The peasants had it a little rougher. Their happiness took a massive bump due to the trauma of the attack, and if any of your people are captured, word spreads across the land that you were unsuccessful in defending your kingdom. As Kingdoms and Castles doesn’t feature a reproduction mechanic, the only way to get new subjects is when people who visit your land decide to stay -- if you fail to defend your city from attackers, no one will travel there and dare take that risk.
As wonderfully relaxing and stylistic as Kingdoms and Castles is, it is not without its flaws. Farms only produce food in the summer, meaning that during winter, you get several peasants just standing around doing nothing in the middle of frozen fields. This is not especially egregious when you have a thousand people in your hamlet, but quite a big problem in the early game -- the interface requires you to click on each farm and close them down manually if you want to free farmers to do other chores, which besides being extremely boring and draining, should by all means be something the game does by itself.
Meanwhile, "disasters” like plagues and fire offer very little time to react if you don’t already have all the infrastructure in place, which can lead to devastating occurences that feel severely unfair. Fire is especially in dire need of a revamp, as it often burns faster than your villagers can put it out and forces you to fill your town with dozens of wells within sight of each other, limiting freedom of choice and turning half your site into a senseless eyesore. More egregiously, fire can break out in the same place multiple times in a row and is not dampened by thunderstorms and rain, which makes it unbelievable frustrating at times.
The length of years also feel slightly off, going past way too fast at normal speed and not being very reflective of the way the world behaves. Depending on the size of your settlement, your villagers can take the better part of a year to cross it from one end to the next, rendering construction projects on the outskirts of town a multi-year endeavour. While it is isn’t exactly taxing, it does feel a bit off-putting when a simple cottage takes nearly two years to be built -- or a manor takes four. As a reference, the mighty Colosseum in Roma was built in under eight years.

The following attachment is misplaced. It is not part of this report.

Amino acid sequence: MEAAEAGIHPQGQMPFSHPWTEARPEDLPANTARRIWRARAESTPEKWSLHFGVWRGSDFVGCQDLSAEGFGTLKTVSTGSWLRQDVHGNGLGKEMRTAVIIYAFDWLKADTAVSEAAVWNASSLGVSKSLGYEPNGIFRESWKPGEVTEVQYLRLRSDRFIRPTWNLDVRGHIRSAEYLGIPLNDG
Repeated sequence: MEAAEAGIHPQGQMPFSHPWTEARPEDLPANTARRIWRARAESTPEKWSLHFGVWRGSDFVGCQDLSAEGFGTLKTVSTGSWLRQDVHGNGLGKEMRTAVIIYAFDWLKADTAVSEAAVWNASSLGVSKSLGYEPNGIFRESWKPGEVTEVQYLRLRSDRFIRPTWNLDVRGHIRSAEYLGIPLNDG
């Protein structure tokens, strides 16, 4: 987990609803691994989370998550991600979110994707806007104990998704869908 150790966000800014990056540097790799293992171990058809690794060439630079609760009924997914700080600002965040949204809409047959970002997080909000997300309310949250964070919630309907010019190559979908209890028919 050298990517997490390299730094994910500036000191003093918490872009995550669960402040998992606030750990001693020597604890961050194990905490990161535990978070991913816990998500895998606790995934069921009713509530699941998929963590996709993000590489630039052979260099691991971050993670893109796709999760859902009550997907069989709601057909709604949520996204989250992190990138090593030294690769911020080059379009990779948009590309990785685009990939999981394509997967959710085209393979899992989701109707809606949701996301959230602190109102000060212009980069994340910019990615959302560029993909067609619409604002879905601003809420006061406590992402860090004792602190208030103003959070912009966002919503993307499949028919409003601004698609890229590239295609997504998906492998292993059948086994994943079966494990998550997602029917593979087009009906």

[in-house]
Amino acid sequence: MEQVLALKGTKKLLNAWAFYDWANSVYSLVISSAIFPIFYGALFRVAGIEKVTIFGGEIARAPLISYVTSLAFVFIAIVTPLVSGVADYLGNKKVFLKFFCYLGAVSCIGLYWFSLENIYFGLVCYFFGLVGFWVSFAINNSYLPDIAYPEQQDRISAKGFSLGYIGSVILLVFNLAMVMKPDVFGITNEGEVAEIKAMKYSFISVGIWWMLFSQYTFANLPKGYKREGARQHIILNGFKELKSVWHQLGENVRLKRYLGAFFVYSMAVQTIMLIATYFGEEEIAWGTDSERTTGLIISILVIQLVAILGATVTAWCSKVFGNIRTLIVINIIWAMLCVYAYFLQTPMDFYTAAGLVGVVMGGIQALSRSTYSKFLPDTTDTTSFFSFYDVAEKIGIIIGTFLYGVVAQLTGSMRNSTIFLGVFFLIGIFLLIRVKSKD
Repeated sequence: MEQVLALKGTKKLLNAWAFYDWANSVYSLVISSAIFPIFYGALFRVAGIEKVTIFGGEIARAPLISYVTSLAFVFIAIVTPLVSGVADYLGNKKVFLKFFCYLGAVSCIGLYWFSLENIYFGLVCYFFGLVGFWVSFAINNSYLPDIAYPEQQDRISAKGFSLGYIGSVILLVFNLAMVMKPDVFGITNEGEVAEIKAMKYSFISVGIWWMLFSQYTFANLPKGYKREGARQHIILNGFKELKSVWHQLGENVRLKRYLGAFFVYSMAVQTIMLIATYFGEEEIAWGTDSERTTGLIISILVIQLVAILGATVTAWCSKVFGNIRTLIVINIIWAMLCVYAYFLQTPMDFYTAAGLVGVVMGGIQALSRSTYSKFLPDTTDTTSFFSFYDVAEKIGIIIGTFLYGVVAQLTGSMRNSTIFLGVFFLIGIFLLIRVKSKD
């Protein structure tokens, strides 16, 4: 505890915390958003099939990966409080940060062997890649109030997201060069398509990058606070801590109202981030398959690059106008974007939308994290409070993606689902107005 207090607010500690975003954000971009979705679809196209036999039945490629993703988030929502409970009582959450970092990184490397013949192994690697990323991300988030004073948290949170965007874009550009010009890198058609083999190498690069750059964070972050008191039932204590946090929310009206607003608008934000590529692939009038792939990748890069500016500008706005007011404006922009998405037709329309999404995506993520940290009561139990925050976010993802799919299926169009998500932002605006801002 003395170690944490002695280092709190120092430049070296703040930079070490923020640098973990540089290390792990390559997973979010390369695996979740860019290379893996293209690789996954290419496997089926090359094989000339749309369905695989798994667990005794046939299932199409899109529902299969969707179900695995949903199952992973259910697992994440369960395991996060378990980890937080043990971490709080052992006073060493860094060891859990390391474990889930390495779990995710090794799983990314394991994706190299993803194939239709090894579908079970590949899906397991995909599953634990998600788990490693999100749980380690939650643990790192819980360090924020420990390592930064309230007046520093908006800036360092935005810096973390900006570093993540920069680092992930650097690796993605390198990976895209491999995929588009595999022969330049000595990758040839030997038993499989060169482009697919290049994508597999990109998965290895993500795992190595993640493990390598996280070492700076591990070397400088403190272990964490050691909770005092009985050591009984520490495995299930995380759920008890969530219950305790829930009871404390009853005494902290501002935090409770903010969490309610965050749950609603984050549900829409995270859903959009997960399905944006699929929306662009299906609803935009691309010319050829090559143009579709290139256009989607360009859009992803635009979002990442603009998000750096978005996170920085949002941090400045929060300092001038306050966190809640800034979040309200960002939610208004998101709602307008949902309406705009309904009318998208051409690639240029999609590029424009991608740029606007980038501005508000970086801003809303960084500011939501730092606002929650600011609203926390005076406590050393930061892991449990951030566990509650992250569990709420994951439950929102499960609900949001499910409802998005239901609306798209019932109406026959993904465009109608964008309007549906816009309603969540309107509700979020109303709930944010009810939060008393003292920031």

As weird as the previously mentioned things are, Kingdoms and Castles feels tremendously polished. The game has high production standards, from the interface and sound effects to the way buildings “plop” with smoke when you place their outlines for construction. It feels like a quality game right from the start, and that’s an amazing achievement coming from a two-man development team.
While the graphics are very pleasing, complete with shadows and weather effects, the music is a mixed bag. The compositions are incredibly competent and varied, providing a wonderful musical landscape for the game, but their frequent use of arpeggiato and polytonality ends up polluting the experience. Strategy games often favour long play sessions, and after an hour with the game, I wanted to claw my ears out. I don’t recommend the music be changed -- instead, the soundtrack should be expanded with more atmospheric and ambiant tracks that favour a dolce and more low profile soundscape.
In the end, however, Kingdoms and Castles is an amazingly sweet experience. It currently has a lot of room to grow, but the base experience is already very satisfying -- with charming graphics and smooth gameplay, this is one of those games you can just lose yourself for hours after a hard day’s work. The best titles in the strategy genre have that amazing ability to let you accomplish something while providing you a relaxing experience, and in that regard, Kingdoms and Castles is up there with the best of them.
Kingdoms and Castles (Reviewed on Windows)
Excellent. Look out for this one.
A great little game with an amazing aesthetic, but with a lot of ways to grow.